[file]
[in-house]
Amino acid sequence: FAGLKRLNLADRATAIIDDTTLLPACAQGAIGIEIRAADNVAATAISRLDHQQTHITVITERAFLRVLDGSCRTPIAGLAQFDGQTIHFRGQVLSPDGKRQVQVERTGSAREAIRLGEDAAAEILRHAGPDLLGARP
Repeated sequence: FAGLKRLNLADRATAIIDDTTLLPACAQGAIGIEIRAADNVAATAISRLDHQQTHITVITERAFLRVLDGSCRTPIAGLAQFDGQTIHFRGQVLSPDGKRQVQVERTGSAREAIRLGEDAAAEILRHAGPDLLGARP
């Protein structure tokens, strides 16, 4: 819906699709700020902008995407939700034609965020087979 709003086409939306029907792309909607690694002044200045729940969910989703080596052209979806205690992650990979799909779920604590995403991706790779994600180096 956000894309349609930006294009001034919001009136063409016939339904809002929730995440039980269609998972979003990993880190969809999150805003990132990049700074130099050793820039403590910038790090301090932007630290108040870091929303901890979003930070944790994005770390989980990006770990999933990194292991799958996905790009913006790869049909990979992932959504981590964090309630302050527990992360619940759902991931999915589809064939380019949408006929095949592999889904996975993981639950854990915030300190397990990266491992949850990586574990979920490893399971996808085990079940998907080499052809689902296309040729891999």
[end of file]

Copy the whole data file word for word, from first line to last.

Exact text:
[in-house]
Amino acid sequence: FAGLKRLNLADRATAIIDDTTLLPACAQGAIGIEIRAADNVAATAISRLDHQQTHITVITERAFLRVLDGSCRTPIAGLAQFDGQTIHFRGQVLSPDGKRQVQVERTGSAREAIRLGEDAAAEILRHAGPDLLGARP
Repeated sequence: FAGLKRLNLADRATAIIDDTTLLPACAQGAIGIEIRAADNVAATAISRLDHQQTHITVITERAFLRVLDGSCRTPIAGLAQFDGQTIHFRGQVLSPDGKRQVQVERTGSAREAIRLGEDAAAEILRHAGPDLLGARP
């Protein structure tokens, strides 16, 4: 819906699709700020902008995407939700034609965020087979 709003086409939306029907792309909607690694002044200045729940969910989703080596052209979806205690992650990979799909779920604590995403991706790779994600180096 956000894309349609930006294009001034919001009136063409016939339904809002929730995440039980269609998972979003990993880190969809999150805003990132990049700074130099050793820039403590910038790090301090932007630290108040870091929303901890979003930070944790994005770390989980990006770990999933990194292991799958996905790009913006790869049909990979992932959504981590964090309630302050527990992360619940759902991931999915589809064939380019949408006929095949592999889904996975993981639950854990915030300190397990990266491992949850990586574990979920490893399971996808085990079940998907080499052809689902296309040729891999």